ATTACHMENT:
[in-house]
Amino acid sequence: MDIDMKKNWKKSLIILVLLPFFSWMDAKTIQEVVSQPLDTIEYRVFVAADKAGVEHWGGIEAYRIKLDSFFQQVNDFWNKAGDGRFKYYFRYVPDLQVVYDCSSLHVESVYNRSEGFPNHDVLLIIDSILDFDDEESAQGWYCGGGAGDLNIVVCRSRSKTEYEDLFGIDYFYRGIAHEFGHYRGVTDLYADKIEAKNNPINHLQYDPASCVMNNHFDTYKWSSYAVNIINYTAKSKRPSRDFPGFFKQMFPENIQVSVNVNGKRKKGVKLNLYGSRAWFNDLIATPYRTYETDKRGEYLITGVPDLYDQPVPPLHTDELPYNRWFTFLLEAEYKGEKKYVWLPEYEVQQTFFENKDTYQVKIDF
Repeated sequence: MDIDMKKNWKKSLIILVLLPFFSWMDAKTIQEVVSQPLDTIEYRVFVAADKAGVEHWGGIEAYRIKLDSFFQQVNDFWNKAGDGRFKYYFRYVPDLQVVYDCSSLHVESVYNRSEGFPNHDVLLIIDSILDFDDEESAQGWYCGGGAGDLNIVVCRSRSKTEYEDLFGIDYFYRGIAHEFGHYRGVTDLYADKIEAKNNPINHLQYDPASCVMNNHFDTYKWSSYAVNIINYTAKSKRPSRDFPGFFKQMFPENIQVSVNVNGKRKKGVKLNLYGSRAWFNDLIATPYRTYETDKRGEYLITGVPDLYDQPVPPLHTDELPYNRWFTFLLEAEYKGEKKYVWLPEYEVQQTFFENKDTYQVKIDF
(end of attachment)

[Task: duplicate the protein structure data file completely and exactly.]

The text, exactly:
[in-house]
Amino acid sequence: MDIDMKKNWKKSLIILVLLPFFSWMDAKTIQEVVSQPLDTIEYRVFVAADKAGVEHWGGIEAYRIKLDSFFQQVNDFWNKAGDGRFKYYFRYVPDLQVVYDCSSLHVESVYNRSEGFPNHDVLLIIDSILDFDDEESAQGWYCGGGAGDLNIVVCRSRSKTEYEDLFGIDYFYRGIAHEFGHYRGVTDLYADKIEAKNNPINHLQYDPASCVMNNHFDTYKWSSYAVNIINYTAKSKRPSRDFPGFFKQMFPENIQVSVNVNGKRKKGVKLNLYGSRAWFNDLIATPYRTYETDKRGEYLITGVPDLYDQPVPPLHTDELPYNRWFTFLLEAEYKGEKKYVWLPEYEVQQTFFENKDTYQVKIDF
Repeated sequence: MDIDMKKNWKKSLIILVLLPFFSWMDAKTIQEVVSQPLDTIEYRVFVAADKAGVEHWGGIEAYRIKLDSFFQQVNDFWNKAGDGRFKYYFRYVPDLQVVYDCSSLHVESVYNRSEGFPNHDVLLIIDSILDFDDEESAQGWYCGGGAGDLNIVVCRSRSKTEYEDLFGIDYFYRGIAHEFGHYRGVTDLYADKIEAKNNPINHLQYDPASCVMNNHFDTYKWSSYAVNIINYTAKSKRPSRDFPGFFKQMFPENIQVSVNVNGKRKKGVKLNLYGSRAWFNDLIATPYRTYETDKRGEYLITGVPDLYDQPVPPLHTDELPYNRWFTFLLEAEYKGEKKYVWLPEYEVQQTFFENKDTYQVKIDF